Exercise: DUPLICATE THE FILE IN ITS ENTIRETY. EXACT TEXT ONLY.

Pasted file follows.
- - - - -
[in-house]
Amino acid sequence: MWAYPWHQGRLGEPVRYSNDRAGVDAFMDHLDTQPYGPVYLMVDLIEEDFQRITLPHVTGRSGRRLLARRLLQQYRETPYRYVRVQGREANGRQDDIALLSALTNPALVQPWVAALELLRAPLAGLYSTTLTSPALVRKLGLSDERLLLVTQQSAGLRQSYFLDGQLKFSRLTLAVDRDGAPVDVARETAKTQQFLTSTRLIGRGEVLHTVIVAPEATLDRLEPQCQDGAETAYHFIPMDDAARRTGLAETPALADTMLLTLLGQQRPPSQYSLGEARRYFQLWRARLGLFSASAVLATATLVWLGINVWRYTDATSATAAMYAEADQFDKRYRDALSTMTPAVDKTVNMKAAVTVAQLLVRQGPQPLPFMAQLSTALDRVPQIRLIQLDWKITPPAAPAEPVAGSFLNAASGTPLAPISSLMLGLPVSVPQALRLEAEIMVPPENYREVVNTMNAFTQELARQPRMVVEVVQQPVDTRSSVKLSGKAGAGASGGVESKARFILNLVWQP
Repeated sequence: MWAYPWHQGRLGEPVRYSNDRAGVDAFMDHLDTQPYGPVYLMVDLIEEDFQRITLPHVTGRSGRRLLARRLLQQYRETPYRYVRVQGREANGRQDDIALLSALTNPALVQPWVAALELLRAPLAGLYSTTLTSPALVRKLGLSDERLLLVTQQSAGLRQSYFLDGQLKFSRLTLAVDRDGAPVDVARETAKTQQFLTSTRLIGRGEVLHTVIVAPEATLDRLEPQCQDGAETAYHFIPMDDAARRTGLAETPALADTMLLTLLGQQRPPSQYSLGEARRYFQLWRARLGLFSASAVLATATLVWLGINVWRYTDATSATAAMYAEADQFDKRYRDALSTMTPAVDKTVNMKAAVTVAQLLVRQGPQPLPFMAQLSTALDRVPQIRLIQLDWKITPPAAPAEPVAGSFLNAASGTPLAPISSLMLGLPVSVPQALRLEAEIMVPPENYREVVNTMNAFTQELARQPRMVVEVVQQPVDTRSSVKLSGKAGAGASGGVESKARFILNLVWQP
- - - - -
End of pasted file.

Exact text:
[in-house]
Amino acid sequence: MWAYPWHQGRLGEPVRYSNDRAGVDAFMDHLDTQPYGPVYLMVDLIEEDFQRITLPHVTGRSGRRLLARRLLQQYRETPYRYVRVQGREANGRQDDIALLSALTNPALVQPWVAALELLRAPLAGLYSTTLTSPALVRKLGLSDERLLLVTQQSAGLRQSYFLDGQLKFSRLTLAVDRDGAPVDVARETAKTQQFLTSTRLIGRGEVLHTVIVAPEATLDRLEPQCQDGAETAYHFIPMDDAARRTGLAETPALADTMLLTLLGQQRPPSQYSLGEARRYFQLWRARLGLFSASAVLATATLVWLGINVWRYTDATSATAAMYAEADQFDKRYRDALSTMTPAVDKTVNMKAAVTVAQLLVRQGPQPLPFMAQLSTALDRVPQIRLIQLDWKITPPAAPAEPVAGSFLNAASGTPLAPISSLMLGLPVSVPQALRLEAEIMVPPENYREVVNTMNAFTQELARQPRMVVEVVQQPVDTRSSVKLSGKAGAGASGGVESKARFILNLVWQP
Repeated sequence: MWAYPWHQGRLGEPVRYSNDRAGVDAFMDHLDTQPYGPVYLMVDLIEEDFQRITLPHVTGRSGRRLLARRLLQQYRETPYRYVRVQGREANGRQDDIALLSALTNPALVQPWVAALELLRAPLAGLYSTTLTSPALVRKLGLSDERLLLVTQQSAGLRQSYFLDGQLKFSRLTLAVDRDGAPVDVARETAKTQQFLTSTRLIGRGEVLHTVIVAPEATLDRLEPQCQDGAETAYHFIPMDDAARRTGLAETPALADTMLLTLLGQQRPPSQYSLGEARRYFQLWRARLGLFSASAVLATATLVWLGINVWRYTDATSATAAMYAEADQFDKRYRDALSTMTPAVDKTVNMKAAVTVAQLLVRQGPQPLPFMAQLSTALDRVPQIRLIQLDWKITPPAAPAEPVAGSFLNAASGTPLAPISSLMLGLPVSVPQALRLEAEIMVPPENYREVVNTMNAFTQELARQPRMVVEVVQQPVDTRSSVKLSGKAGAGASGGVESKARFILNLVWQP